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Texas Could Get Even Friendlier for Gun Owners

“We have so many gun bills that have been filed..."

The flags of Texas and the U.S. flying side-by-side. (Image via Kurt Haubrich/flickr)

Gun-loving Texans, rejoice: 2015 could be a banner year for guns in the Lone Star State.

A proposed sales tax holiday for firearms purchases is part of a slew of gun bills poised to come before Texas lawmakers starting next month. As Reuters noted, the increasingly conservative, Republican-dominated state legislature is set to push forward with more pro-gun legislation after the GOP's big wins in November.

The flags of Texas and the U.S. flying side-by-side. (Image via Kurt Haubrich/flickr) The Texas legislature is poised to move on a series of pro-gun bills. (Image via Kurt Haubrich/flickr)

The tax holiday bill would establish March 2, Texas' independence day, as a day in which guns can be purchased tax-free.

Hunting supplies — defined in the bill's language as "ammunition, archery equipment, hunting blinds and stands, hunting decoys, firearm cleaning supplies, gun cases and gun safes, and hunting optics" — would also be exempted from taxation on the holiday.

In this photo taken Wednesday, Dec. 19, 2012, gun store owner Dave Burdett talks about gun rights as he displays a hand gun in his store in College Station, Texas. Burdett, who owns an outdoors and adventure shop across the street from the sprawling Texas A&M University campus in College Station, says his affinity for guns is rooted in history, not sport. (AP Photo/Pat Sullivan) Gun store owner Dave Burdett talks about gun rights as he displays a hand gun in his store in College Station, Texas. (AP Photo/Pat Sullivan)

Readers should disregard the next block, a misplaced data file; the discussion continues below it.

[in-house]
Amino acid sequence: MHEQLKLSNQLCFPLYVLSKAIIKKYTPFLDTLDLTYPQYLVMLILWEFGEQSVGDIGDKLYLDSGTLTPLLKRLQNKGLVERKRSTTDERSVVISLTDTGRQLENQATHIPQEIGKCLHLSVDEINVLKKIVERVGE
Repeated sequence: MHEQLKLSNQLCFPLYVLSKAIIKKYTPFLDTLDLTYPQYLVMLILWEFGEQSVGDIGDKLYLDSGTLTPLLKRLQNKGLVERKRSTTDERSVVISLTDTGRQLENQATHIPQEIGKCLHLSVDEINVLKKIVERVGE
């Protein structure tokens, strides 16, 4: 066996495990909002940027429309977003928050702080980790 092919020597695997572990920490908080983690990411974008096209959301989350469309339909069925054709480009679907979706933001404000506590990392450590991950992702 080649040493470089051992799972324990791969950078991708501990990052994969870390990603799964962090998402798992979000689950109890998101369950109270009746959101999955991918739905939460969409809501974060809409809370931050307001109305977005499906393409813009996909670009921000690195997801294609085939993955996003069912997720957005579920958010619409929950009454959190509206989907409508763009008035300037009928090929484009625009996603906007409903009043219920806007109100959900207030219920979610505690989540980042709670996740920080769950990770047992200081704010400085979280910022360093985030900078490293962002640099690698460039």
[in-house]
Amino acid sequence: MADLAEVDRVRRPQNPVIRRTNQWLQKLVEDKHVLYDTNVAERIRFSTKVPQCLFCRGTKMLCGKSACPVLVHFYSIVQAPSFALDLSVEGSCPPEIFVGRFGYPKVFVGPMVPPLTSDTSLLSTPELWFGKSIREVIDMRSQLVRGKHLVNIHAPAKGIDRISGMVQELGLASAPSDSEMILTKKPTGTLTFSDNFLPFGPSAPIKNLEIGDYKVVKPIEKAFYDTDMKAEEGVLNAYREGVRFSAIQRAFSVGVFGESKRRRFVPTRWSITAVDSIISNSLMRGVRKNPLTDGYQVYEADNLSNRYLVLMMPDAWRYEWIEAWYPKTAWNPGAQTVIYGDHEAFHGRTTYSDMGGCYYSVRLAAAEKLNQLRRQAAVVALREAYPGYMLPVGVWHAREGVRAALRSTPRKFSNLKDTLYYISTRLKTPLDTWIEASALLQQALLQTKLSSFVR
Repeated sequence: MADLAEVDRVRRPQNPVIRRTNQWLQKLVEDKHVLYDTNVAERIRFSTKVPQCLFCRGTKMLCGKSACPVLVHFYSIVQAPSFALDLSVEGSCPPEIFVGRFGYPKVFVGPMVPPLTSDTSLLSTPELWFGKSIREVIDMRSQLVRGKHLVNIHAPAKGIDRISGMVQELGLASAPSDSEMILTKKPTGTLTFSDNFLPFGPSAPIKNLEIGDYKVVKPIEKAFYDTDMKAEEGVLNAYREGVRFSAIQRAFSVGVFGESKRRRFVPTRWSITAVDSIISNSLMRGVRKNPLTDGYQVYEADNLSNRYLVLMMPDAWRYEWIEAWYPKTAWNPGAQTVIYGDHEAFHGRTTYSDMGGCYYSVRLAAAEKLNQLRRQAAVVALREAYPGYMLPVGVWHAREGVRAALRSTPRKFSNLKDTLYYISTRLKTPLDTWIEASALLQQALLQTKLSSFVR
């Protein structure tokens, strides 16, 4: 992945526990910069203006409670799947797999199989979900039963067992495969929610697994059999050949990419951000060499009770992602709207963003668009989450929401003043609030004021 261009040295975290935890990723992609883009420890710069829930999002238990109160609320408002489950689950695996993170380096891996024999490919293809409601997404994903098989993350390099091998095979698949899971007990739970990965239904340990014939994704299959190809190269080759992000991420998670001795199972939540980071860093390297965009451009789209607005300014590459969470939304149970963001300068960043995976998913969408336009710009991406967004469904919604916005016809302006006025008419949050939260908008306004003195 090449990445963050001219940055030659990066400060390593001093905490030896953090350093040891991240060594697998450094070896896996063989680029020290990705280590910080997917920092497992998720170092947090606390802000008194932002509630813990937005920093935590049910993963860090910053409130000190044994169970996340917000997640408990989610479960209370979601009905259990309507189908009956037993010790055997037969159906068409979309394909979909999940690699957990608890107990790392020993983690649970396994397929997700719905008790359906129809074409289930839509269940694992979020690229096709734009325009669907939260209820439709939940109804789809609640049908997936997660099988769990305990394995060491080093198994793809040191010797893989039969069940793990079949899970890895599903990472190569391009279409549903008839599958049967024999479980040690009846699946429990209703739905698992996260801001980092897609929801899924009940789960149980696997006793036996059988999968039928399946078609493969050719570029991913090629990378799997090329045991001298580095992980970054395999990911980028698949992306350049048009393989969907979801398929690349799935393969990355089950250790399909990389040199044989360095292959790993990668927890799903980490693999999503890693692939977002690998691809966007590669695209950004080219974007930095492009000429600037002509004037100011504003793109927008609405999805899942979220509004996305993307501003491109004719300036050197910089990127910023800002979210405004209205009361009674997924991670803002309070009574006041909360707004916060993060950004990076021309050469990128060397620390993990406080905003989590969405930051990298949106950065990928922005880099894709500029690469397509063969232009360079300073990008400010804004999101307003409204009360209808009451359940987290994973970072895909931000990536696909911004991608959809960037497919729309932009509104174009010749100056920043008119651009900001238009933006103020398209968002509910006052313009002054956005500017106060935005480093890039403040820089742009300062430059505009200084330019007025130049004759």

The unlicensed open carry of handguns could also be high on the list of legal changes. Texans currently need a permit to carry a concealed handgun.

“We have so many gun bills that have been filed that we can’t have anything but an open carry law passed next year,” C.J. Grisham, founder of Open Carry Texas, told Reuters.

While gun rights tend to be a Republican issue, Texas' pro-gun action is a bipartisan affair.

Earlier this month, Rep. Ryan Guillen (D-Rio Grande City) filed a "Pop-Tart bill" that would protect students in public elementary schools from being punished for making gun shapes with their fingers, drawing guns or — as has happened before — being suspended for chewing their toaster pastries into the shape of a gun.

"Texas students shouldn't lose instruction time for holding gun-shaped Pop-Tart snacks at school," Guillen told the Houston Chronicle. "This bill will fix this."

Other proposed Texas legislation, Reuters noted, could ban cities from restricting gun rights and nullify federal gun restrictions.

Follow Zach Noble (@thezachnoble) on Twitter

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